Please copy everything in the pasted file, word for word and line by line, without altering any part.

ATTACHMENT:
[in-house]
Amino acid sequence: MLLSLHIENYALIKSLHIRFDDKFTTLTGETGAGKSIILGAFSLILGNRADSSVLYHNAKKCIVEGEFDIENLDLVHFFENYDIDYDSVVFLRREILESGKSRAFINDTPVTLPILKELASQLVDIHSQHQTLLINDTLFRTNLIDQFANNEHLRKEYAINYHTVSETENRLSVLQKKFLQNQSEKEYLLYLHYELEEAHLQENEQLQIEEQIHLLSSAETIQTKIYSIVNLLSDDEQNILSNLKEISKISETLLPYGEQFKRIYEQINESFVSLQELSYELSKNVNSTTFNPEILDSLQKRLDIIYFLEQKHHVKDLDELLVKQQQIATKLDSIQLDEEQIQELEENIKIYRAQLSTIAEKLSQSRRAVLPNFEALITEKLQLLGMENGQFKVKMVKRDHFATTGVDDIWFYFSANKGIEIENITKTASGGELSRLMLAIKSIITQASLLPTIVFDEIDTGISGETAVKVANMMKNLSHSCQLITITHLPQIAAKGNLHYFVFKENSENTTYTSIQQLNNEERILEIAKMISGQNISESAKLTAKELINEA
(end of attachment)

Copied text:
[in-house]
Amino acid sequence: MLLSLHIENYALIKSLHIRFDDKFTTLTGETGAGKSIILGAFSLILGNRADSSVLYHNAKKCIVEGEFDIENLDLVHFFENYDIDYDSVVFLRREILESGKSRAFINDTPVTLPILKELASQLVDIHSQHQTLLINDTLFRTNLIDQFANNEHLRKEYAINYHTVSETENRLSVLQKKFLQNQSEKEYLLYLHYELEEAHLQENEQLQIEEQIHLLSSAETIQTKIYSIVNLLSDDEQNILSNLKEISKISETLLPYGEQFKRIYEQINESFVSLQELSYELSKNVNSTTFNPEILDSLQKRLDIIYFLEQKHHVKDLDELLVKQQQIATKLDSIQLDEEQIQELEENIKIYRAQLSTIAEKLSQSRRAVLPNFEALITEKLQLLGMENGQFKVKMVKRDHFATTGVDDIWFYFSANKGIEIENITKTASGGELSRLMLAIKSIITQASLLPTIVFDEIDTGISGETAVKVANMMKNLSHSCQLITITHLPQIAAKGNLHYFVFKENSENTTYTSIQQLNNEERILEIAKMISGQNISESAKLTAKELINEA